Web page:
When people know you pastor a church, they can sometimes act funny. When I worked in sand and gravel or in a textile mill, no one who did me a favor ever added the clause “This should get me in good with the man upstairs.” When I showed up to an outside activity, no one ever said, “Oh, good, it won’t rain now.” Makes me long to be back in a dump truck.

I understand these remarks and I realize they are said more in jest then in superstition. Though on occasion some people have made me nervous. They convey a belief that I have some kind of special inside track to God. The only proof I can offer to the contrary is to invite them to spend a day with me.

In his book The Weight of Glory, C. S. Lewis discusses the origins of this idea and puts it in its proper perspective,

“I think it was Matthew Arnold who first used the English word spiritual in the sense of the German geistlich, and so inaugurated this most dangerous and most anti-Christian error. The work of a Beethoven and the work of a charwoman become spiritual on precisely the same condition, that of being offered to God, of being done humbly ‘as to the Lord.’”1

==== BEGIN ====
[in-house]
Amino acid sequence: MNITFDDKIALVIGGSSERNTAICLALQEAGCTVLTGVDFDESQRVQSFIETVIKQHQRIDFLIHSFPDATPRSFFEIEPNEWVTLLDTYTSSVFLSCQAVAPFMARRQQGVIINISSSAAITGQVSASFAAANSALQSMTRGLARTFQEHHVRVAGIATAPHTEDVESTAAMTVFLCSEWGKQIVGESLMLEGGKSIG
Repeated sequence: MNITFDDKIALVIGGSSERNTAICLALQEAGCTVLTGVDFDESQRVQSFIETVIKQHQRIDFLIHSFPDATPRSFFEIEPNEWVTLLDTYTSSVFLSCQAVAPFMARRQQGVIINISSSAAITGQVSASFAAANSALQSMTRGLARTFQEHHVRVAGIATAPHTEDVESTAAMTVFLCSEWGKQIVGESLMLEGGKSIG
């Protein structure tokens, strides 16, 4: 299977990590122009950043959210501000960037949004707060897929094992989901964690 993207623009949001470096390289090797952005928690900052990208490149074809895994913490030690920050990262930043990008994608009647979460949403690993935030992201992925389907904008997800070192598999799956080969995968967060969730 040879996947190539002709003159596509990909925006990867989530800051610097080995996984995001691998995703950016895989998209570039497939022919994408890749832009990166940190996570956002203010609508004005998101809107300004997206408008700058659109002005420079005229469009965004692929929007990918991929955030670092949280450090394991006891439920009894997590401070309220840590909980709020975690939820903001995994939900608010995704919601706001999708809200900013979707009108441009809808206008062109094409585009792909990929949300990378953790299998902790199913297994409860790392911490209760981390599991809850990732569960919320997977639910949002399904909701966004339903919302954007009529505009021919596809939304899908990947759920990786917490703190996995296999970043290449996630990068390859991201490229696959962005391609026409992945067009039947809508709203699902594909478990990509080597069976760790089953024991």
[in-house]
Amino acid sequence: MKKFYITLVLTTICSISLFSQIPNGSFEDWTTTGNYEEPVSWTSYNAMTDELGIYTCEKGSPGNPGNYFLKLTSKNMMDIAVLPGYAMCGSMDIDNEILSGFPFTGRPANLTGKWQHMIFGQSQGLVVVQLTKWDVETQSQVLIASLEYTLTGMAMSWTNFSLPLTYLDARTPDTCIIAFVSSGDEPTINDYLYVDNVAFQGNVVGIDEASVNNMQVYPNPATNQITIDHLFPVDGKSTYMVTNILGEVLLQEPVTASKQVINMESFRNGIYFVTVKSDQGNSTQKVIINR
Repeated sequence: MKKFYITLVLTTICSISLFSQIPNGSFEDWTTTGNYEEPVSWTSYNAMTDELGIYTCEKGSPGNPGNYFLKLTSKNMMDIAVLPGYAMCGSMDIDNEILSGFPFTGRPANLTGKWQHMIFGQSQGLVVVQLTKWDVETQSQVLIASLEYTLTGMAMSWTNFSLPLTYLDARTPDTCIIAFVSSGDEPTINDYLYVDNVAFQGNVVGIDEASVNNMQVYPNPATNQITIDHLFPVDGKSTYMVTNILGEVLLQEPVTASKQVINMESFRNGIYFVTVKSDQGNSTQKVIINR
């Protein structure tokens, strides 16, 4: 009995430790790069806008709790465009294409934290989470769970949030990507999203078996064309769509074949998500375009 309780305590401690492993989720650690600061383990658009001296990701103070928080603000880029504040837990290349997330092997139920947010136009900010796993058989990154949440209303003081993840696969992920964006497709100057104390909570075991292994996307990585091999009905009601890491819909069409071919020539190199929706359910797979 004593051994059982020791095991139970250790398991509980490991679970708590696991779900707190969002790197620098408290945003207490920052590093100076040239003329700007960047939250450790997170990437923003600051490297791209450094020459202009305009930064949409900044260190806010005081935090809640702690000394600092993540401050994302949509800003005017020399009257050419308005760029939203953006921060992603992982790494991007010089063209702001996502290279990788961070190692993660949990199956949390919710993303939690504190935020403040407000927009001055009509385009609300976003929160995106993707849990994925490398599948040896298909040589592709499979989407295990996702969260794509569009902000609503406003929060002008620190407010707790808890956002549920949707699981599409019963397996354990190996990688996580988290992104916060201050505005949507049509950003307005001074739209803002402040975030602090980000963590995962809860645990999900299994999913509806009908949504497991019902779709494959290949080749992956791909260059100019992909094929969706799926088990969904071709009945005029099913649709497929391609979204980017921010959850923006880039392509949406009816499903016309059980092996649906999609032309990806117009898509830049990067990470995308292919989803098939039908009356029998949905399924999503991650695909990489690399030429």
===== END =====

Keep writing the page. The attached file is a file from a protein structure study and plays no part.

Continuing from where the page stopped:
Someone is not closer to God because they are in the clergy. In fact, they might be further away than prior to entering the ministry. Truck driver, textile worker, pastor. It doesn’t really matter. They can all be done (and not done) to the glory of God.

“So, whether you eat or drink, or whatever you do, do all to the glory of God.” – 1 Corinthians 10:31.

  1. C. S. Lewis. The Weight of Glory and Other Essays (HarperCollins Publishers, Inc, 1976), 55. Italics in original.

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Thank you for visiting. This blog is the result of a lifetime of reading C. S. Lewis and a desire to sit down opposite him over a cup of tea seeking his advice. His responses are based on his letters and books.

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